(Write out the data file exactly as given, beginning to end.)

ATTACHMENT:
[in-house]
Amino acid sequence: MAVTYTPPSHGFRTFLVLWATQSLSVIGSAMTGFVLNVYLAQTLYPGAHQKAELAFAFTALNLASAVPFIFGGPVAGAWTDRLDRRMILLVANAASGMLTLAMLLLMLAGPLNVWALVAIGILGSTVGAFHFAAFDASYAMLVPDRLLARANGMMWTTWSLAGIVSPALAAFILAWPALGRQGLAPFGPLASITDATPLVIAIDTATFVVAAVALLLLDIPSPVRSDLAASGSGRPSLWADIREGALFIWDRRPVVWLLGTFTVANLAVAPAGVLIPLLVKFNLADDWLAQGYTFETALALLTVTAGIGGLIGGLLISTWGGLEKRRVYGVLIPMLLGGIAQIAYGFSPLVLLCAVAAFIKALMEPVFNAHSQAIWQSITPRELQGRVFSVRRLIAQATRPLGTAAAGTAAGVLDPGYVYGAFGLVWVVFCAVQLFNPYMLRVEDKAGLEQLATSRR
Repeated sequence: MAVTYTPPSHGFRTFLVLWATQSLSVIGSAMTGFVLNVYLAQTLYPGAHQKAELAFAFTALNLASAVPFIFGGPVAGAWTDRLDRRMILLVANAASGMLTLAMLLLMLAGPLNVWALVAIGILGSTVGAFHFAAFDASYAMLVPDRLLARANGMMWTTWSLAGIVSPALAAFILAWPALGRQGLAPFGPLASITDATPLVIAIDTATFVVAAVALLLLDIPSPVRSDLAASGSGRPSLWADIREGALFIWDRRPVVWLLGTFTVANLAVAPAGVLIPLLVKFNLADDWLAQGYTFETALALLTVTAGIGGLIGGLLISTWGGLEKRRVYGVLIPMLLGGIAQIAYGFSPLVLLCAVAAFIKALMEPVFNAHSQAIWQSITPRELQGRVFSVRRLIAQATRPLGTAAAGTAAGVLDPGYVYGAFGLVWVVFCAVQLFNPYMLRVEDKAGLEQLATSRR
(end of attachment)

[in-house]
Amino acid sequence: MAVTYTPPSHGFRTFLVLWATQSLSVIGSAMTGFVLNVYLAQTLYPGAHQKAELAFAFTALNLASAVPFIFGGPVAGAWTDRLDRRMILLVANAASGMLTLAMLLLMLAGPLNVWALVAIGILGSTVGAFHFAAFDASYAMLVPDRLLARANGMMWTTWSLAGIVSPALAAFILAWPALGRQGLAPFGPLASITDATPLVIAIDTATFVVAAVALLLLDIPSPVRSDLAASGSGRPSLWADIREGALFIWDRRPVVWLLGTFTVANLAVAPAGVLIPLLVKFNLADDWLAQGYTFETALALLTVTAGIGGLIGGLLISTWGGLEKRRVYGVLIPMLLGGIAQIAYGFSPLVLLCAVAAFIKALMEPVFNAHSQAIWQSITPRELQGRVFSVRRLIAQATRPLGTAAAGTAAGVLDPGYVYGAFGLVWVVFCAVQLFNPYMLRVEDKAGLEQLATSRR
Repeated sequence: MAVTYTPPSHGFRTFLVLWATQSLSVIGSAMTGFVLNVYLAQTLYPGAHQKAELAFAFTALNLASAVPFIFGGPVAGAWTDRLDRRMILLVANAASGMLTLAMLLLMLAGPLNVWALVAIGILGSTVGAFHFAAFDASYAMLVPDRLLARANGMMWTTWSLAGIVSPALAAFILAWPALGRQGLAPFGPLASITDATPLVIAIDTATFVVAAVALLLLDIPSPVRSDLAASGSGRPSLWADIREGALFIWDRRPVVWLLGTFTVANLAVAPAGVLIPLLVKFNLADDWLAQGYTFETALALLTVTAGIGGLIGGLLISTWGGLEKRRVYGVLIPMLLGGIAQIAYGFSPLVLLCAVAAFIKALMEPVFNAHSQAIWQSITPRELQGRVFSVRRLIAQATRPLGTAAAGTAAGVLDPGYVYGAFGLVWVVFCAVQLFNPYMLRVEDKAGLEQLATSRR